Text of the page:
b. Ensure that your big dream motivates you.
Ensure that your big dream is important to you and is in “sync” with your top values in life. When your actions and top values are in harmony, you perform at your best. Also, if you are very interested in the outcome then the chances of you putting in the work to make it happen are higher.
c. Acquire new skills and abilities needed to achieve your dream
According to Jim Rohn, America's Foremost Business Philosopher, “You must either modify your dreams or magnify your skills.”
Identify the skills you will need to achieve your big dream and look at how you can acquire these skills well. Brian Tracy, the most listened to audio author on personal and business success in the world today, says “No one lives long enough to learn everything they need to learn starting from scratch. To be successful, we absolutely, positively have to find people who have already paid the price to learn the things that we need to learn to achieve our goals.” Seek out experienced people and experts who already have the skills and qualities you wish to acquire and learn from them.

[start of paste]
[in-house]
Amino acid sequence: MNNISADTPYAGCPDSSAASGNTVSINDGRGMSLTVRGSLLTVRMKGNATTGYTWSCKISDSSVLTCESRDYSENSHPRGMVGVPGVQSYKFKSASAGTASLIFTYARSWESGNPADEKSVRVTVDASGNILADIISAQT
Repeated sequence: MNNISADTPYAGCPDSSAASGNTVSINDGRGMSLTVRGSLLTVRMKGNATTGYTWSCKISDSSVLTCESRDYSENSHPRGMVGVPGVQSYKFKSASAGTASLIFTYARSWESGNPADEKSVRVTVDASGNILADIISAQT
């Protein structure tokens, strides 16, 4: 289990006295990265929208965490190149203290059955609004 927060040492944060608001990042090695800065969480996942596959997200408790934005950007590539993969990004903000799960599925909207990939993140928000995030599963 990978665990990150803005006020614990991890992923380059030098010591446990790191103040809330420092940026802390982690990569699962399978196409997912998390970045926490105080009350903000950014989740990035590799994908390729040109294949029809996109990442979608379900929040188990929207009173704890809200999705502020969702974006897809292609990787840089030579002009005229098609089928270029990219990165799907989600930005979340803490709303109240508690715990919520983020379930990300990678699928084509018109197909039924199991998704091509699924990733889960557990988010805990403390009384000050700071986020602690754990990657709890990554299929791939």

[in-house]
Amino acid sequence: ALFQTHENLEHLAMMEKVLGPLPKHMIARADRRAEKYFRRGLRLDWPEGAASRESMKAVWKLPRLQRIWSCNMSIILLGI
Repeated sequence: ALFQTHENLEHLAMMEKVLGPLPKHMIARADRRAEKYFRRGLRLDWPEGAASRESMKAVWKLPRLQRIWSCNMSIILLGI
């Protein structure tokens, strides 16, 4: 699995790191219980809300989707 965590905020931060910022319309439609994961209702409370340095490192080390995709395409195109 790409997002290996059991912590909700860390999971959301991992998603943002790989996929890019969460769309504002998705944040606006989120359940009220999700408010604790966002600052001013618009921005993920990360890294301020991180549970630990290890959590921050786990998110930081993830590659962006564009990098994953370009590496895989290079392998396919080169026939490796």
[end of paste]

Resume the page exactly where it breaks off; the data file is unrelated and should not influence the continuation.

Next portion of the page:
Approach 2: Cut the fish into small pieces
If you look at your big dream, achieving it might seem overwhelming at the first glance. Remember the rule of divide and conquer and break down the big dream into smaller, more manageable goals. One of my participants, Rajesh has a life time dream to become the head of department of the maintenance department in his company. I worked with him to help him break down his lifetime career goal as follows.
• Five-year goal: "Become a maintenance manager"
• Three-year goal: "Volunteer for projects that the current Head of Department is heading."
• One-month goal: "Join a distance learning/part-time program and complete my engineering degree."
• One-month goal: "Talk to the current head of department to determine what skills and qualities are needeto do the job."
• One-week goal: "Book the meeting with the head of department."
As you can see from the above example, breaking your big dream down into smaller goals makes it appear much more manageable and easier to achieve. Rajesh’s lifetime goal “become the head of department” looks overwhelming; however his one-week goal “Book a meeting with the head of department to discuss the skills needed to do the job” seems very manageable. Think about something that you can do within one month, what you can do this week and what you can finally do today to achieve that big dream of yours.
Remember, that big dream of yours is waiting for you to pursue it. Cast your line and reel in that big dream!
Amey Hegde is an internationally certified Corporate Behavioral Trainer, Motivational Speaker, Management Consultant and an internationally published Author. All the quotes by great thinkers used in this article are from his book “Inspire to Reach Higher.” Amey can be contacted at firstname.lastname@example.org, http://ameyhegde.in.
Posted on: 20-06-2012